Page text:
Steve Wynn Managers Allegedly Dismissed Sexual Harassment Complaints, Told Workers to ‘Keep it Shut’
Posted on: March 28, 2018, 10:00h.
Last updated on: March 28, 2018, 10:07h.
Supervisors and managers working for Steve Wynn allegedly looked the other way and dismissed claims of sexual misconduct made by employees against the Las Vegas visionary.
In an expose published this week in The Wall Street Journal, the same media outlet that broke the story in January that the billionaire reportedly sexually assaulted and harassed female workers for decades, additional women are coming forward to tell their stories.
“You need to keep your mouth shut,” Angela Saxton, a Mirage spa employee in the early 1990s said she was told by Wynn’s Chief Human Resources Officer Arte Nathan. “Don’t try to make this into anything,” he allegedly told her.
Saxton filed a complaint that the company’s founder had sexually assaulted her in 1993. She asserts that Wynn asked her to help him into a hot tub, and then directed her to remove her clothes.
Saxton, who was 23 at the time, says Wynn then initiated a sex act, at which time she ran out of the spa. The Wall Street Journal says Nathan declined to comment.
Steve Wynn resigned as chairman and CEO in the wake of the alleged sexual harassment, which he continues to deny. He sold his entire 12 percent stake in the casino company he founded last week.
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Angela Saxton told the WSJ that she felt “zero support” from human resources, and her spa manager, Nina McLaughlin, advised her to let the incident go.
McLaughlin admitted this week, “It was a frustrating situation. Here’s this young, vulnerable girl. Instantly you would be gone if you do anything or say anything.”
Before Wynn Resorts and building The Mirage and Bellagio, Steve Wynn renovated downtown Las Vegas’ Golden Nugget. He allegedly assaulted an employee there, too. In the 1980s, Dora Barnum says she was escorted to an empty lounge where Steve Wynn forced her to perform oral sex.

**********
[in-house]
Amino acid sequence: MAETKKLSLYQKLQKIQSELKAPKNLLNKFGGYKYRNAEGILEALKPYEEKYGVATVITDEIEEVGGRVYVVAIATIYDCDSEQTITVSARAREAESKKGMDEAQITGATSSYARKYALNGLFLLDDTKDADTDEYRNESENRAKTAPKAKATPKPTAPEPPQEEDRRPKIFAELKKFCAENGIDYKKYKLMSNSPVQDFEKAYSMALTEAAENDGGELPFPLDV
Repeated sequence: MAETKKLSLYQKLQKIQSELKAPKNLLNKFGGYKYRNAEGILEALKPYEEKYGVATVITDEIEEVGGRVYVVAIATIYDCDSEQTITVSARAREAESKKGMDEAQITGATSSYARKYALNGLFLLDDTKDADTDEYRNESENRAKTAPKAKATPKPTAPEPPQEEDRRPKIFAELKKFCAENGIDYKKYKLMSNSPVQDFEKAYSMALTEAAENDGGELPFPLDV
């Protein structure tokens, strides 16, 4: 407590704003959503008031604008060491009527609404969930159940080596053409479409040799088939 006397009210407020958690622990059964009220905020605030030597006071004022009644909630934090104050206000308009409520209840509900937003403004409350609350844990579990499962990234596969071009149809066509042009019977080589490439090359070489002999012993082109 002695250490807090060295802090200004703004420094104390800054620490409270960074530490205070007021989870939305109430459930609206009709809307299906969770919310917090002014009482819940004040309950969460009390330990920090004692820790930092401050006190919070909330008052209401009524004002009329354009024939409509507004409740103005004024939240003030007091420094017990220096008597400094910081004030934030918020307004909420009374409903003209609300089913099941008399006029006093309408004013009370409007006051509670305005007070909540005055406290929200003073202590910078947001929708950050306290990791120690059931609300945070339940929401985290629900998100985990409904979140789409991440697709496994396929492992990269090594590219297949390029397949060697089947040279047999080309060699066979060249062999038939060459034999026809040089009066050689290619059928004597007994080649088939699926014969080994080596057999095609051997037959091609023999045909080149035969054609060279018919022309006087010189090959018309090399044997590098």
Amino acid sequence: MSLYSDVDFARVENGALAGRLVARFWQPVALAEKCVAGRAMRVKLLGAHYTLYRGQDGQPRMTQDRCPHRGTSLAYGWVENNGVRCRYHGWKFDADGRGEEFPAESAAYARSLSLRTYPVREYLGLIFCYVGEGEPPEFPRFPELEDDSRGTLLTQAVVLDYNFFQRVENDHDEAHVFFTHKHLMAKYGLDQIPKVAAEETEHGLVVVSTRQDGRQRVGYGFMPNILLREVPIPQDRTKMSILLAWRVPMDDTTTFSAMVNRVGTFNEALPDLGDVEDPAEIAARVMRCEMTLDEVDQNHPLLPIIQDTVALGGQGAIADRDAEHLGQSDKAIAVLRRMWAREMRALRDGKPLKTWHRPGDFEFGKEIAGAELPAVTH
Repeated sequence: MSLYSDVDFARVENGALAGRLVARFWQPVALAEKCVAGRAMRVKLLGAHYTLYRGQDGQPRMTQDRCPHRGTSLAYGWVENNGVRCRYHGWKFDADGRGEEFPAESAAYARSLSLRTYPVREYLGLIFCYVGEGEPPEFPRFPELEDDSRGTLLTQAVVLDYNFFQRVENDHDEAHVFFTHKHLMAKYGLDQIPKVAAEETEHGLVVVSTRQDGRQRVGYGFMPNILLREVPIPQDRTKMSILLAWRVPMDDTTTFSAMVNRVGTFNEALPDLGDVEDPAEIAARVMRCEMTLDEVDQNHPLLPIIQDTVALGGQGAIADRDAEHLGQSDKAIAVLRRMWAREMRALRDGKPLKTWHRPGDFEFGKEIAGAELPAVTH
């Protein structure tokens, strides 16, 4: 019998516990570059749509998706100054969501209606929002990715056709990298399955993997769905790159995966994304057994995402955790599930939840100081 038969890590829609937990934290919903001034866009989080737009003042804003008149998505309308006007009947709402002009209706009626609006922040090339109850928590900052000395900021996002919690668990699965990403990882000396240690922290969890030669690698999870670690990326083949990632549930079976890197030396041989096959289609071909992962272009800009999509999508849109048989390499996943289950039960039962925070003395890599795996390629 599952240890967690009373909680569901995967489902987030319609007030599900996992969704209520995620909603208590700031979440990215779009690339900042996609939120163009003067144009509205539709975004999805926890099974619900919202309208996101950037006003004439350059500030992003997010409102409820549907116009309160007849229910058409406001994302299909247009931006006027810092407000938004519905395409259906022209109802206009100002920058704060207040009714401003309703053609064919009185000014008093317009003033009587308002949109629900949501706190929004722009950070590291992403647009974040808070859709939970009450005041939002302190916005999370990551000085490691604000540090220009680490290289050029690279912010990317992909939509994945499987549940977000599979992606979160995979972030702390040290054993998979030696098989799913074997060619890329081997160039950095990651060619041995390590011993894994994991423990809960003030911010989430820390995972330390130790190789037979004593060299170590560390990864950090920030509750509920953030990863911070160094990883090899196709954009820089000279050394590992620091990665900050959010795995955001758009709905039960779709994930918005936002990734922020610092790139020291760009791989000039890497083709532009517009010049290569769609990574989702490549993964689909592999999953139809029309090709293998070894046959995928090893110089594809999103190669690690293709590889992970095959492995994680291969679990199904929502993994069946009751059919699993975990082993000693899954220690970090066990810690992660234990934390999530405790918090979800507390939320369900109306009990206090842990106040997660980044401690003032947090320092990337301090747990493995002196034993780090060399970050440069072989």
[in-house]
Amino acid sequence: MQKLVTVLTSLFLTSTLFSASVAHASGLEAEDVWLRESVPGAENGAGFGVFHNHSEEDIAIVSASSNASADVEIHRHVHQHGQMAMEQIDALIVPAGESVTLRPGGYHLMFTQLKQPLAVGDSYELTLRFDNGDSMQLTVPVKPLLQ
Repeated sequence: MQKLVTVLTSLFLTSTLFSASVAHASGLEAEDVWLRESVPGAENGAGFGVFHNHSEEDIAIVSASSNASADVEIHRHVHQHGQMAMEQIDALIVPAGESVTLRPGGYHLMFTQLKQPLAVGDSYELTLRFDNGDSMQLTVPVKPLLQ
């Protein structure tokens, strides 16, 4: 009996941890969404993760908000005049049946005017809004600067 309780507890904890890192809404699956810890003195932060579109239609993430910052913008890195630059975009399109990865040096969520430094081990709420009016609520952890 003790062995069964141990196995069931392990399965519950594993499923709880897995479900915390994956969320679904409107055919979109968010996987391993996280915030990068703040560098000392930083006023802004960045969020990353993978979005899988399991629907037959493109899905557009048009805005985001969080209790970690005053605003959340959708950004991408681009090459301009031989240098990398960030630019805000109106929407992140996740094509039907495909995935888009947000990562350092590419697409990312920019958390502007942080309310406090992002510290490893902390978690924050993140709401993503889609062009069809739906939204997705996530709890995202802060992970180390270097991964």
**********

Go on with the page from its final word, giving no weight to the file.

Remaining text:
“I said, ‘I’m married. I can’t do that!'” Barnum told the WSJ. “He said, ‘If you don’t want a job, you can leave now.'” She then performed the sexual favor.
Gaming regulators in Nevada, Massachusetts, and Macau, the three jurisdictions where Wynn Resorts is presently engaged in business, are all reviewing the sexual harassment allegations.
Many of the claims have long passed statutes of limitations, meaning that despite the severity of the allegations, which go as far as rape, Steve Wynn likely won’t be sitting in a prison cell anytime soon. But the scandal still poses severe penalties for his former company.
Wynn Resorts is building a $2.4 billion integrated casino near Boston, but the Massachusetts Gaming Commission is reviewing whether the company is qualified to hold such an operating permit.
The state’s regulatory gaming law mandates that applicants have “integrity, honesty, good character and reputation.” The 2011 Expanded Gaming Act also declares that a casino license is a “revocable privilege.”
Macau regulators says its government “pays great attention to appropriate qualifications of gambling companies’ main shareholders, board members, as well as key employees holding important positions.” Wynn Resorts’ gaming license there is set to expire in 2022.
Should regulators conclude that Steve Wynn’s alleged decades-long abuse was only made possible by a systemic companywide security failure, such licenses could be in jeopardy.
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